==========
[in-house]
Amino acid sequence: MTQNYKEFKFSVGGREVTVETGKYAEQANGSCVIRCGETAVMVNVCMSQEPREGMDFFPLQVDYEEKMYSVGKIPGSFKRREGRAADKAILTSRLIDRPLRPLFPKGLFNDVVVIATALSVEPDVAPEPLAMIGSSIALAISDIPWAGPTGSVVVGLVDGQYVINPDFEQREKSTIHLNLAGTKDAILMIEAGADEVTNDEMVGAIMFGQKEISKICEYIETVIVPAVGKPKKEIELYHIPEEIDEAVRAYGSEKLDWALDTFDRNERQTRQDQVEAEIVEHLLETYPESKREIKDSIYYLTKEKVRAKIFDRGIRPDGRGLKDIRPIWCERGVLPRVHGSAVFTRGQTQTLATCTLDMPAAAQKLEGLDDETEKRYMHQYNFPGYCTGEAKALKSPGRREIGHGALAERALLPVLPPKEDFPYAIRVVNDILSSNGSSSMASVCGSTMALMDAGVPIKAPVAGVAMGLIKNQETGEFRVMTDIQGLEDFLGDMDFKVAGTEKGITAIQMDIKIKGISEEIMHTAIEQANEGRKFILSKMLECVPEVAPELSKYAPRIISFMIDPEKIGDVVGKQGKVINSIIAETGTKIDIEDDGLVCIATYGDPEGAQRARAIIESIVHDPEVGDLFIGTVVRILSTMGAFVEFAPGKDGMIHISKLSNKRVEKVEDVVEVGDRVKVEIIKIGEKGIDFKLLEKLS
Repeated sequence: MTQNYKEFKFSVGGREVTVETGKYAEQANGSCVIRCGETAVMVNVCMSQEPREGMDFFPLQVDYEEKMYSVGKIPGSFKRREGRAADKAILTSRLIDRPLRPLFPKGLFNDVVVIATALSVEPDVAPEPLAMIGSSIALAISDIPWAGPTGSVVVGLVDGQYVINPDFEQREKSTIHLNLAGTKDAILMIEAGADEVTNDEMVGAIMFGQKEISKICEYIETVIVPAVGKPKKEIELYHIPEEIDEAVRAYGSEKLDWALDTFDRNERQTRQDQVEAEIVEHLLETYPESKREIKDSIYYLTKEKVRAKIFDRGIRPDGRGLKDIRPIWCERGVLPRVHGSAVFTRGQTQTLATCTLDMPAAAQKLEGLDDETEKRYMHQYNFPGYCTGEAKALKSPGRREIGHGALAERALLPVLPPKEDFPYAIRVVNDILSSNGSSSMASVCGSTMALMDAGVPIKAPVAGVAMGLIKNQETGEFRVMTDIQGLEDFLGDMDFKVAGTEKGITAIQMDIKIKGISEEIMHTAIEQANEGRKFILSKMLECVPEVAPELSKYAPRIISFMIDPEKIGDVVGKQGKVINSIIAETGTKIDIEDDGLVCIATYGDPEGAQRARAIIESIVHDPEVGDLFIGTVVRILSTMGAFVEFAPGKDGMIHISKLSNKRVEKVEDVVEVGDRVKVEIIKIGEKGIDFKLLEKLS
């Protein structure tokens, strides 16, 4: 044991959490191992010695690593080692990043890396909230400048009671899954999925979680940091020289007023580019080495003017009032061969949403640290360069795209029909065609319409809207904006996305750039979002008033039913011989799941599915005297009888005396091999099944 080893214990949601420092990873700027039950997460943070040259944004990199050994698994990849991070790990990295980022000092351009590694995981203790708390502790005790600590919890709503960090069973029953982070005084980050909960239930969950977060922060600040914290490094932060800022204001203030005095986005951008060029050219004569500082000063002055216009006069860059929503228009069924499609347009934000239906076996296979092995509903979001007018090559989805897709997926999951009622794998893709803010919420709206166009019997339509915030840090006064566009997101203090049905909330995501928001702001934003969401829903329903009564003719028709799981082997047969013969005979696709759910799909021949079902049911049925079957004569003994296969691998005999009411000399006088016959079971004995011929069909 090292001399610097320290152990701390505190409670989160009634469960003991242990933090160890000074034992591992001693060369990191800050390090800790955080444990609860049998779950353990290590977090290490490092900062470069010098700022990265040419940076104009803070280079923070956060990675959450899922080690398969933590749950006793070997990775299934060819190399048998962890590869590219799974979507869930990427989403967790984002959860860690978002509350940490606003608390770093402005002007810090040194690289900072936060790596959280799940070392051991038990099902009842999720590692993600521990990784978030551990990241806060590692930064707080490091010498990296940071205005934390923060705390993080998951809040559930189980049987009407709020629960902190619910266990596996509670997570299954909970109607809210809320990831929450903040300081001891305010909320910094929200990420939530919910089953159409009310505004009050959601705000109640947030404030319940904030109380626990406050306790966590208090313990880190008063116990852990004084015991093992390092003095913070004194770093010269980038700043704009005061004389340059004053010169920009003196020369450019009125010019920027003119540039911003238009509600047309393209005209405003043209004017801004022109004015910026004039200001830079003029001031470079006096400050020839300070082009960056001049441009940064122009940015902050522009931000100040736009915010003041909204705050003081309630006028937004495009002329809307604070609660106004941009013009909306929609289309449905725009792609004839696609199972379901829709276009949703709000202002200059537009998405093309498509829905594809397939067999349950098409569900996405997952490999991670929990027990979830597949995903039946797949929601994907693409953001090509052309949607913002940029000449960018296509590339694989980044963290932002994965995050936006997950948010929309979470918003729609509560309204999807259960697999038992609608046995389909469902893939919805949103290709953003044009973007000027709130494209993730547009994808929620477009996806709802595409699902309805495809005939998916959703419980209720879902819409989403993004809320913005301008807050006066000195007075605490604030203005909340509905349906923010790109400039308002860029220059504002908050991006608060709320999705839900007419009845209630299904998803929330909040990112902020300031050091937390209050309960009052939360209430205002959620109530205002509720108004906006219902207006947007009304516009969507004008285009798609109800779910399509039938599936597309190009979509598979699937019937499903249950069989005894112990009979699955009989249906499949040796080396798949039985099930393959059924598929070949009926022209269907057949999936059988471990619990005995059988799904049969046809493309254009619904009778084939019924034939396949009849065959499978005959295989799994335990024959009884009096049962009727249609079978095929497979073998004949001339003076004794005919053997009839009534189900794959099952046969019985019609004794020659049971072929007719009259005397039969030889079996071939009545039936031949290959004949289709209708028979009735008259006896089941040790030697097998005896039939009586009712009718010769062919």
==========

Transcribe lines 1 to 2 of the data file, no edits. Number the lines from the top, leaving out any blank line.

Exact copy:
[in-house]
Amino acid sequence: MTQNYKEFKFSVGGREVTVETGKYAEQANGSCVIRCGETAVMVNVCMSQEPREGMDFFPLQVDYEEKMYSVGKIPGSFKRREGRAADKAILTSRLIDRPLRPLFPKGLFNDVVVIATALSVEPDVAPEPLAMIGSSIALAISDIPWAGPTGSVVVGLVDGQYVINPDFEQREKSTIHLNLAGTKDAILMIEAGADEVTNDEMVGAIMFGQKEISKICEYIETVIVPAVGKPKKEIELYHIPEEIDEAVRAYGSEKLDWALDTFDRNERQTRQDQVEAEIVEHLLETYPESKREIKDSIYYLTKEKVRAKIFDRGIRPDGRGLKDIRPIWCERGVLPRVHGSAVFTRGQTQTLATCTLDMPAAAQKLEGLDDETEKRYMHQYNFPGYCTGEAKALKSPGRREIGHGALAERALLPVLPPKEDFPYAIRVVNDILSSNGSSSMASVCGSTMALMDAGVPIKAPVAGVAMGLIKNQETGEFRVMTDIQGLEDFLGDMDFKVAGTEKGITAIQMDIKIKGISEEIMHTAIEQANEGRKFILSKMLECVPEVAPELSKYAPRIISFMIDPEKIGDVVGKQGKVINSIIAETGTKIDIEDDGLVCIATYGDPEGAQRARAIIESIVHDPEVGDLFIGTVVRILSTMGAFVEFAPGKDGMIHISKLSNKRVEKVEDVVEVGDRVKVEIIKIGEKGIDFKLLEKLS